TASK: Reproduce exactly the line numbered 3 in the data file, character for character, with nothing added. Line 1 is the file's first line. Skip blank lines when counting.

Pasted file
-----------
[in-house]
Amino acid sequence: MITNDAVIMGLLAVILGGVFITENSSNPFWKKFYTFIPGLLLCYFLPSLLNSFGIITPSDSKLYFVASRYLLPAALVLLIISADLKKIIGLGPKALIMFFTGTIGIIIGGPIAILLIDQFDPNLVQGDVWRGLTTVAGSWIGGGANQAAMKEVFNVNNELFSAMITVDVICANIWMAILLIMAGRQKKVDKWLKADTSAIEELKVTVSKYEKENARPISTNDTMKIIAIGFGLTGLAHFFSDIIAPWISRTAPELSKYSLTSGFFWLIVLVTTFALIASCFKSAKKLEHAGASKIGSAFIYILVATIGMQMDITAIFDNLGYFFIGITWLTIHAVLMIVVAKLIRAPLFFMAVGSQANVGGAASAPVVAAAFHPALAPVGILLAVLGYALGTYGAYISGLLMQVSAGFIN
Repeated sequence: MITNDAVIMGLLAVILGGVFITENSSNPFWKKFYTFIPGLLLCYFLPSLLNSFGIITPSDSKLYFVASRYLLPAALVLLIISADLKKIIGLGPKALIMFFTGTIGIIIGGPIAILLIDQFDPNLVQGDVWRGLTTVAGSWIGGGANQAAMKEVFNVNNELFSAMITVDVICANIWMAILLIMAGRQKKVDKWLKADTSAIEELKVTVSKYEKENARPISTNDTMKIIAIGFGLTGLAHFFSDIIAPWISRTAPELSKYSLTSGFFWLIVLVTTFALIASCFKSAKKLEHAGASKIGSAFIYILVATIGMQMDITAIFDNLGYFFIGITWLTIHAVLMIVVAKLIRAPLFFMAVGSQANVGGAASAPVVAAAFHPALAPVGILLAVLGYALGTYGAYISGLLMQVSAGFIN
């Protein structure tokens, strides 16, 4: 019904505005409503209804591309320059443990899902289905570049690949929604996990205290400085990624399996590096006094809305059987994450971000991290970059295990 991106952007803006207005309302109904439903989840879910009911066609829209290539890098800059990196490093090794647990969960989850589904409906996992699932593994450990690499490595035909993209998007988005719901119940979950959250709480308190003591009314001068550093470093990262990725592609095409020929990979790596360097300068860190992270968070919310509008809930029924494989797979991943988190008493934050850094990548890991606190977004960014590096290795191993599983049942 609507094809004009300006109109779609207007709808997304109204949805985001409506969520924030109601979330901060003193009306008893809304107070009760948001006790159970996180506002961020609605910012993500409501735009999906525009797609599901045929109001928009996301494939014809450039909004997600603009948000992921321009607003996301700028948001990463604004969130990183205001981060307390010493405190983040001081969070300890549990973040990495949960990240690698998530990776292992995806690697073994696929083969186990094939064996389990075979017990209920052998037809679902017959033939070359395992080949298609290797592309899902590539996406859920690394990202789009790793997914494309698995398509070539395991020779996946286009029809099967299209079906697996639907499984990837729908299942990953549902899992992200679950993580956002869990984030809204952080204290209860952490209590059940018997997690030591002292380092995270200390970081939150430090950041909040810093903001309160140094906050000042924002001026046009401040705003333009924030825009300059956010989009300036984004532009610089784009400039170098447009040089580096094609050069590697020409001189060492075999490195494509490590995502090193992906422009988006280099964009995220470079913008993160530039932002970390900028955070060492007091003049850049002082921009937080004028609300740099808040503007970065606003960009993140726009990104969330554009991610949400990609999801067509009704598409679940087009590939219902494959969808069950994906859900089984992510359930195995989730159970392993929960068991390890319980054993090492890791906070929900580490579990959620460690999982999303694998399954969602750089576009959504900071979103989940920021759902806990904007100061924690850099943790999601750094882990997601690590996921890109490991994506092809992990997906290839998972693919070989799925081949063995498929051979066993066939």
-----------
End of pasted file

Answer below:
Repeated sequence: MITNDAVIMGLLAVILGGVFITENSSNPFWKKFYTFIPGLLLCYFLPSLLNSFGIITPSDSKLYFVASRYLLPAALVLLIISADLKKIIGLGPKALIMFFTGTIGIIIGGPIAILLIDQFDPNLVQGDVWRGLTTVAGSWIGGGANQAAMKEVFNVNNELFSAMITVDVICANIWMAILLIMAGRQKKVDKWLKADTSAIEELKVTVSKYEKENARPISTNDTMKIIAIGFGLTGLAHFFSDIIAPWISRTAPELSKYSLTSGFFWLIVLVTTFALIASCFKSAKKLEHAGASKIGSAFIYILVATIGMQMDITAIFDNLGYFFIGITWLTIHAVLMIVVAKLIRAPLFFMAVGSQANVGGAASAPVVAAAFHPALAPVGILLAVLGYALGTYGAYISGLLMQVSAGFIN